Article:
11:30 am ‘Visualization and experiences of the 6 Colombian glaciers‘. Juan Camilo Otalvaro
3:00 pm Open Glacier Cartography Laboratory together with the Tolima Participatory Monitoring Network.
August 4 // Niñapajaroglaciar, poetics and activism
10:30 am Lecture “Niñapájaroglaciar” Mariana Matija, (Rey Naranjo Editorial).
3:00 pm ‘Workshop on glacier poetics and others cares?, Mariana Matija and Natalia Castañeda
August 18 // Cartographies from affection
10:30 am Lecture “Cartographies from affection” Mónica Naranjo, (Nómada Ediciones).
3:00 pm Encounter: different perspectives to narrate the snow-capped Dulima volcano, guests: Saida Martinez, Andrés Cruz, Juan Camilo Otalvaro, Mariana Matija, Marcela Fernandez de Cumbres Blancas y Natalia Castañeda.

Julia Calle, Sergio Castrillón, Jorge Luis Ceballos, David Koral, Orlando Castañeda, María Calle Guerrero, Saida Martínez, Marc Oliva, Helena Calafell, Virginia Expósito, Sonia Goute, Natalia Castrillón, Gonzalo Muruaga, Llapispanc, Santiago Dussan, Carlos Hurtado, Eliana Baquero, Simón Velez, Diego Bustamante, Javier Ferreira, Juan Camilo Otalvaro, Juan Felipe Castiblanco Céspedes, Heïdi Sevestre, Ixeia Vidaller.

Special thanks:

To Kumanday, Poleka-Kasue and Dulima, mountains, homeland that have allowed me to travel and reflect with them for years; as well as the people who have accompanied me on these tours, IDEAM headed by glaciologist Jorge Luis Ceballos, the route and monitoring team of the region, and all the people who in some way protect and care for these mountains since a compromised place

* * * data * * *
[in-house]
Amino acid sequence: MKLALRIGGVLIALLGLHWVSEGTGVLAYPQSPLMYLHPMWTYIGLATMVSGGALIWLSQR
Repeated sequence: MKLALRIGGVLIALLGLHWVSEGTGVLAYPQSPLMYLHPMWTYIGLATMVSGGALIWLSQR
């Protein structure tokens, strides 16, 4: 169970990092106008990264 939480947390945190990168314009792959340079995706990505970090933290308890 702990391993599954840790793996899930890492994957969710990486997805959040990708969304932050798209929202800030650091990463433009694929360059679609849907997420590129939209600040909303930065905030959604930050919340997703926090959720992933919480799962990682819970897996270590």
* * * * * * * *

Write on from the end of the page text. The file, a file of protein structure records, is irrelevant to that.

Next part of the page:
Julia Calle, Sergio Castrillón, David Koral, Orlando Castañeda, Andrés Cruz, María Calle Guerrero, Santiago Dussan, Saida Martínez, Marc Oliva, Helena Calafell, Virginia Expósito, Natalia Castrillón, Gonzalo Muruaga, Llapispanc, Juan Camilo Otalvaro, Carlos Hurtado, Eliana Baquero, Simón Vélez, Diego Bustamante, Javier Ferreira, Juan Felipe Castiblanco Céspedes, Heïdi Sevestre, Ixeia Vidaller, Francisco Rojas Heredia, Esteban Juiz, Nueveochenta, Red de Monitoreo Participativa del Tolima, Diego Pérez, Sebastian Castañeda, Maru Lopez, Cumbres Blancas, Juanita Hincapié, Carmen Tulia Arbeláez, Dania Palacios, Valeria Castañeda, Nicolás Castañeda, Bibiana Crespo, Manolo Laguillo, Laura Puerta, Asumpta Bassas, Colección Salazar Hernandez, Heidi Maldonado, Orlando Guerrero, Adalberto Ceballos, Chemary Carrera Pons and the entire team at Galería Santa Fe.



Jorge Luis Ceballos

Colección Salazar Hernández

Adalberto Ceballos

Juan Camilo Otalvaro

Red de Monitoreo Participativa del nevado-volcán Tolima

Colección de Arte del Banco de la República

Biblioteca Luis Ángel Arango

Biblioteca Nacional de Colombia

IPE, Instituto Pirenaico de Ecología, CSIC

Volver arriba